Bolsonaro Ally Engages in Gunfight with Police – Brazilian Congress Moves to Criminalize Faulty Polling  – Bolsonaro Required to Run Lula Fact Checks

Bolsonaro ally former Congressman Roberto Jefferson was arrested following a shootout with federal police this weekend (Facebook)


Greetings from Rio de Janeiro, where we are preparing for the last five days of campaigning before the runoff election this Sunday 

Bolsonaro Required to Run Lula Fact Check in His Ads

As election day nears in Brazil, trade unionists are desperately battling against an onslaught of misinformation. According to the head of the Brazilian independent Election Commission (TES), Supreme Court justice Alexandre de Moraes, there has been a 17-fold increase in complaints about misinformation compared to this same period in the election in 2018. 

The TES has shut down several YouTube channels and Facebook groups that have spread misinformation. They have also informed both social media companies they will have one hour to take down information the TES determines as false. 

This week, the TES ordered that Bolsonaro would have to insert 25 different fact checks into his campaign videos circulating in government-mandated TV slots. The fact checks constitute a major victory as recent polling shows Lula is ahead by 8% for this Sunday’s election.

For more on the battle against misinformation, check out the PBS NewsHour. 

Bolsnaro Ally Gets into Gunfight with Brazilian Federal Police

Bolsonaro’s campaign was hurt significantly this weekend when Roberto Jefferson, a former right-wing Congressman in Rio and top Bolsonaro social media influencer, engaged in a major gunfight with the Brazilian federal police. 

Since 2021, Jefferson had been under house arrest after calling for an armed uprising on Facebook and YouTube if Lula won the 2022 election.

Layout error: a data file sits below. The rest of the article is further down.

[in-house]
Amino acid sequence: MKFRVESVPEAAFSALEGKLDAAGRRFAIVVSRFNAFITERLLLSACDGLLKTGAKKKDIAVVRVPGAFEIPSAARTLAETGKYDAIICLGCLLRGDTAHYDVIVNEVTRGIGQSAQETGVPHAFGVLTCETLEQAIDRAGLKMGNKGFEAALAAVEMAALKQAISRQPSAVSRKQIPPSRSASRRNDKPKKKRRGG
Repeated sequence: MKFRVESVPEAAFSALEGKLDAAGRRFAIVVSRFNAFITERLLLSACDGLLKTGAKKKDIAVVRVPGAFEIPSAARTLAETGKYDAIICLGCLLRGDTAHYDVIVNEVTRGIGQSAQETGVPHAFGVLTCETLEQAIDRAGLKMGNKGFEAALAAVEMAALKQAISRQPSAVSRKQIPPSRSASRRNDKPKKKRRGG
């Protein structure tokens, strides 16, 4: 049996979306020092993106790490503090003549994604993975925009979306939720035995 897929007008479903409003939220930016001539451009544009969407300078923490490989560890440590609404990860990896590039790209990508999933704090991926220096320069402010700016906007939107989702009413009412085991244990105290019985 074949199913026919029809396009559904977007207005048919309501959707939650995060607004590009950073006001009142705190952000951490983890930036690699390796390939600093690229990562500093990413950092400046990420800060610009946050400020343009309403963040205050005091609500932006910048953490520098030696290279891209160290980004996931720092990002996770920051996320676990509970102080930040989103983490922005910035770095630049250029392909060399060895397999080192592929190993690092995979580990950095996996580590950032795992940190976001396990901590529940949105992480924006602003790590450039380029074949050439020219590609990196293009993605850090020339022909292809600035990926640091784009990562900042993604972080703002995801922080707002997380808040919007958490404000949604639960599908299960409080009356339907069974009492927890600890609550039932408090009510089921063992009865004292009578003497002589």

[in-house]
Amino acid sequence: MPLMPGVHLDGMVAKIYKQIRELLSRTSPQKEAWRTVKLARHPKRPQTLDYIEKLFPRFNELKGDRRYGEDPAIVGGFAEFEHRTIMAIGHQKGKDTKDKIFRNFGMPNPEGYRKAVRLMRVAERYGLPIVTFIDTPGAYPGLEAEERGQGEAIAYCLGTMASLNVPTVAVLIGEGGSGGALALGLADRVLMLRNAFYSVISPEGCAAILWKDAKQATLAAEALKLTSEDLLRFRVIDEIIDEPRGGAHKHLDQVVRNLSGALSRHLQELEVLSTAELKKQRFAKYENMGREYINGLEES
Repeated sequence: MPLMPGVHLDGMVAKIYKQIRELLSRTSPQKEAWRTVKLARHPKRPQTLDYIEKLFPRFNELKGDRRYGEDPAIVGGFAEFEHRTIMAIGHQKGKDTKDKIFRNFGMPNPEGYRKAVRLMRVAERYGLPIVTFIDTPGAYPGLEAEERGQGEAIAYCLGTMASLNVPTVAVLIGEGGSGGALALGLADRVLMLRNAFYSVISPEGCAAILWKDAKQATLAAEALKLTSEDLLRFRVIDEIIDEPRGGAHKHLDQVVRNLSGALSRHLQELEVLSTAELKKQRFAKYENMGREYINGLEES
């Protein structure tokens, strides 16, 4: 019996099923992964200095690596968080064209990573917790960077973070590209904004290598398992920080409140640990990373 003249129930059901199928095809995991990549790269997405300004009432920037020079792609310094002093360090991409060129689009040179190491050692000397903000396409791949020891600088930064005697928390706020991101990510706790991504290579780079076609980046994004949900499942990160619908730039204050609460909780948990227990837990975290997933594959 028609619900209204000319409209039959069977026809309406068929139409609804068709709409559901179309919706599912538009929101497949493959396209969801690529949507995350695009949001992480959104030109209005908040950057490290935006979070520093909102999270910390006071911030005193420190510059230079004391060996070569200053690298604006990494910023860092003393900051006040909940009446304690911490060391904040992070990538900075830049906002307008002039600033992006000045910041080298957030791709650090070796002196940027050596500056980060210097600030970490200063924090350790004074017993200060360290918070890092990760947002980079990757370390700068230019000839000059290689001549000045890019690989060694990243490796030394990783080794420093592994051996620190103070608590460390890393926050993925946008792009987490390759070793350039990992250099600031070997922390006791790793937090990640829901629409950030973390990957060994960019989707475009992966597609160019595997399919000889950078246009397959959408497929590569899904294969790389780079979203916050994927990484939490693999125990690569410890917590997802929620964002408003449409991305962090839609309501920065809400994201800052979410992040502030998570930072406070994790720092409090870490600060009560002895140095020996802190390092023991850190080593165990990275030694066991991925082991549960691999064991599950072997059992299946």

Despite being under house arrest, Jefferson continued to record Facebook live videos showing a large number of guns and grenades stockpiled in his house. Holding such firepower was a clear violation of his house arrest terms, prompting the federal police to try and arrest him Sunday. 

However, when the police arrived to detain him, he engaged in a shootout with the federal police, firing submachine guns and throwing grenades at them. In the process, two federal police were wounded. 

The shootout prompted Bolsonaro to denounce Jefferson. In turn, Jefferson’s children have taken to social media to denounce Bolsonaro. The Jefferson arrest and shootout have created a major headache for Bolsonaro in the last week of campaigning. 

For more on the shootout, check out The Guardian. 

Brazilian Politicians Move to Outlaw Political Polling 

Finally, for most of the first round of the Brazilian election, polling showed Bolsonaro was trailing by double digits. However, Bolsonaro only lost to Lula by 5%, according to election results. 

Bolsonaro claims that his poor polling likely cost him 3 million votes. In turn, he has instructed his followers not to respond to polls, leading many to question the validity of current polling that shows Lula winning narrowly. 

Now, the lower house of the Brazilian Congress, which is controlled by Bolsonaro supporters, is expected to pass on a measure that would place criminal penalties on firms that don’t get the results accurate. 

“It’s for the crimes they committed,” Bolsonaro said in a press conference earlier this month. 

The Brazilian Association of Pollsters denounced the attempt. 

“Starting this type of investigation during the runoff campaign period, when the polling companies are carrying out their work, demonstrates another clear attempt to impede scientific research,” the group said in a statement. 

For more, check out The New York Times.


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Love & Solidarity, 


About the Author

Mike Elk
Mike Elk is an Emmy-nominated labor reporter and alumni of the Guardian. In addition to filing nearly 2,000 stories from 46 states, Elk traveled with Lula from Sáo Bernando do Campos all the way to the Oval Office in the White House. Credited by the Washington Post for being the first reporter to track the strike wave systematically, Elk started Payday Report using his NLRB settlement from being illegally fired for union organizing in 2015. He lives in his hometown of Pittsburgh and works frequently in Rio de Janeiro, where he attended college at PUC-Rio. He speaks both Portuguese and Pittsburghese fluently. His email is [email protected]

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